I experience this just almost daily in stores and particularly in airports. They're busy places. I'm sure that people who sell tickets, help you get on the plane, and announce that you need to board have to have a hassled life. But I've wished I could just set them down and teach them the elementary art of smiling again.
It's just a busy time. It's such a gift to try to be a human being. I've just come in today on the plane. I sat next to a little girl. She was reading and doing some algebra problems, which I'm not terribly good at. But nonetheless, she was little and she began to ask me questions. Before long I found her very charming. I'm the kind of guy that always tries to be remote on airplanes because I have plenty to do. But all of a sudden I find myself wanting to be a human being. Maybe that's the mark of the Holy Spirit in our lives.
But in the midst of this joyous occasion, are there signs that this is going to also bring some pain?
Absolutely. I actually mention the three gifts [of the magi] in one of these devotionals. One of those gifts was myrrh, which was a burial spice. Hidden [in the story] is this bit of discord. It's like the gargoyles on Notre Dame Cathedral. You have this wonderful, huge building in tribute to Jesus. But all of a sudden in the middle of it are these stone demons.
What is the most remarkable thing about the Christmas story?
I would always believe in Jesus if for only one reason, and that is because these little people who were absolutely rural and virtually prosaic suddenly become inflamed with the world on their minds. People like Simon Peter, once content to fish in a little lake called Galilee, died 1,500 miles away in Rome because they got to preach the gospel in a bigger context. I think that's remarkable.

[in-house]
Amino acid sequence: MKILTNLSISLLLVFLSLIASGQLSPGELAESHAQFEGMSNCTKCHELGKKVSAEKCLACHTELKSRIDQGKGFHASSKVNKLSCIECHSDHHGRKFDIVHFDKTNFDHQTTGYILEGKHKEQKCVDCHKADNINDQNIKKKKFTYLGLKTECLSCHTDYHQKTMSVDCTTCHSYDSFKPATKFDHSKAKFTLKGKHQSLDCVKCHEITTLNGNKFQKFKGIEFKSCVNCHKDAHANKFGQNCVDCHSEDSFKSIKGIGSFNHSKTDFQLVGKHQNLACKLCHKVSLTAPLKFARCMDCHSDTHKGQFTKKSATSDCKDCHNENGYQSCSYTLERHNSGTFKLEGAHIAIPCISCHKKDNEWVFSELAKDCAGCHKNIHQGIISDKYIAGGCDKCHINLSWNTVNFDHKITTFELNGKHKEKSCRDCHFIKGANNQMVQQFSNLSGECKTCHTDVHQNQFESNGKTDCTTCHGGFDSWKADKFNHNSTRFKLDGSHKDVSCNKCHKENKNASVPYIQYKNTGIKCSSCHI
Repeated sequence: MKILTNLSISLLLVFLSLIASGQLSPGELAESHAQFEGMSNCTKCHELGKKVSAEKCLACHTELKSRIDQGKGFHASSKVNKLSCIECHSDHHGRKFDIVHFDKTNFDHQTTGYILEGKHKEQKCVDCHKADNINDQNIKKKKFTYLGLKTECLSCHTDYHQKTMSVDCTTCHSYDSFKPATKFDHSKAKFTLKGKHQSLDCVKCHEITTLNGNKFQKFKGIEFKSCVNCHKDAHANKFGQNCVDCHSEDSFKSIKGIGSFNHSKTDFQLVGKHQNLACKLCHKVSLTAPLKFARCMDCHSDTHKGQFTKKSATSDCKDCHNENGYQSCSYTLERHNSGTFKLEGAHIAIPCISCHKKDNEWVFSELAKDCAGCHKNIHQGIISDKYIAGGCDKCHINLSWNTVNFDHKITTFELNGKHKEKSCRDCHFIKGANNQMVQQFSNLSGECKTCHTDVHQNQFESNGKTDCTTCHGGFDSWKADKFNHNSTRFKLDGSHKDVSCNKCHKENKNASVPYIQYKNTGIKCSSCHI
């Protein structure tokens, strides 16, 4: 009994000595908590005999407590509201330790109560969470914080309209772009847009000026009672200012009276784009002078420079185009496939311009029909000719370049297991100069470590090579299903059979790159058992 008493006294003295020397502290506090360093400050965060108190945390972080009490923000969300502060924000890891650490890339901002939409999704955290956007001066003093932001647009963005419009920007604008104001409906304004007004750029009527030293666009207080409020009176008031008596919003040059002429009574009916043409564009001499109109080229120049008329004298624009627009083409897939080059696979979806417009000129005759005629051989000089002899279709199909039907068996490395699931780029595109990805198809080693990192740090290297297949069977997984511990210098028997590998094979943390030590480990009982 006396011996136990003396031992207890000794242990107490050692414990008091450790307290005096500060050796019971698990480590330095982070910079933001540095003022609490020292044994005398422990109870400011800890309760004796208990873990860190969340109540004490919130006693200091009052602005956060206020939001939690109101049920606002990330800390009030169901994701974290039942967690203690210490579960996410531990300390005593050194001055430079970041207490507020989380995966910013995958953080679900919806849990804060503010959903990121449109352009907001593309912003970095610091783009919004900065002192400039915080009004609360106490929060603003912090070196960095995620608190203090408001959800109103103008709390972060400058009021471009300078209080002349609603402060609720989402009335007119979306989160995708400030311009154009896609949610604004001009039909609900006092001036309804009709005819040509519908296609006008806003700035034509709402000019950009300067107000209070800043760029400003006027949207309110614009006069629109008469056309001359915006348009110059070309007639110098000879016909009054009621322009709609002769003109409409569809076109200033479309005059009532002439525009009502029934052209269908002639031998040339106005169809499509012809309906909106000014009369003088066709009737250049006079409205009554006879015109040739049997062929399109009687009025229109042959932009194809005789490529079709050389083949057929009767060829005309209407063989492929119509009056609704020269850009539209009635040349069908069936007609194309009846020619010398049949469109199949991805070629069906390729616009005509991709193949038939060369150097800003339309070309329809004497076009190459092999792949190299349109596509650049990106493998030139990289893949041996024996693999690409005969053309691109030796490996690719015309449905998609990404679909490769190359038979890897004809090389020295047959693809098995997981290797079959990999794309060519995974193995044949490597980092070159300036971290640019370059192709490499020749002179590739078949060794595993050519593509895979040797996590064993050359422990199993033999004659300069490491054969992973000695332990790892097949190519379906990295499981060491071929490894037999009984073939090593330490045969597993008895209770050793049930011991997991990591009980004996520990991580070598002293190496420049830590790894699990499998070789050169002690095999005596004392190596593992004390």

Here's Mary, a hill girl, who suddenly is doing this beautiful sonnet we call "The Magnificat." She sings and the world is thrilled. Operas are written around it.
Nobody but God could put this together.
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Dick Staub earlier interviewed Miller on his book Jesus Loves Me: Celebrating the Profound Truths of a Simple Hymn.
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John Polkinghorne | The 2002 Templeton Prize winner sees the Bible as "the laboratory notebook" of the Holy Spirit. (Nov. 5, 2002)
Ruth Tucker | The professor and author of Walking Away from Faith talks about doubting God. (Oct. 29, 2002)
Vishal Mangalwadi | The author and lecturer talks about how the Bible shaped India, Western democracy, and his life. (Oct. 22, 2002)
Dave Alan Johnson | The creator of Doc talks about balancing entertainment with spiritual depth and TV shows with evil plumbers. (Oct. 15, 2002)
Chuck Palahniuk | The author of Fight Club talks about his new book and the need to see culture not on a TV set but by talking to neighbors. (Oct. 8, 2002)
Frederica Mathewes-Green | The author of Facing East and The Illumined Heart talks about her spiritual journey and transformation. (Oct. 1, 2002)
Chris Seay | The author of The Gospel According to Tony Soprano talks about men who want to be in the "Christian mafia." (Sept. 24, 2002)
John Sloan | The author of The Barnabas Way says Christians need to kiss more frogs and reconsider their prayers for blessings. (Sept. 17, 2002)
Nancy Guthrie | Two years after sharing her story of Hope with Christianity Today, the modern Job tells of losing another child to Zellweger Syndrome (Sept. 10, 2002)
Stephen L. Carter | The Yale University law professor and author of The Emperor of Ocean Park talks about the lack of religious characters in modern fiction (Sep. 3, 2002)
Francine Rivers | The fiction writer says she starts each book with a question that she doesn't know the answer to. God provides the ending. (Aug. 27, 2002)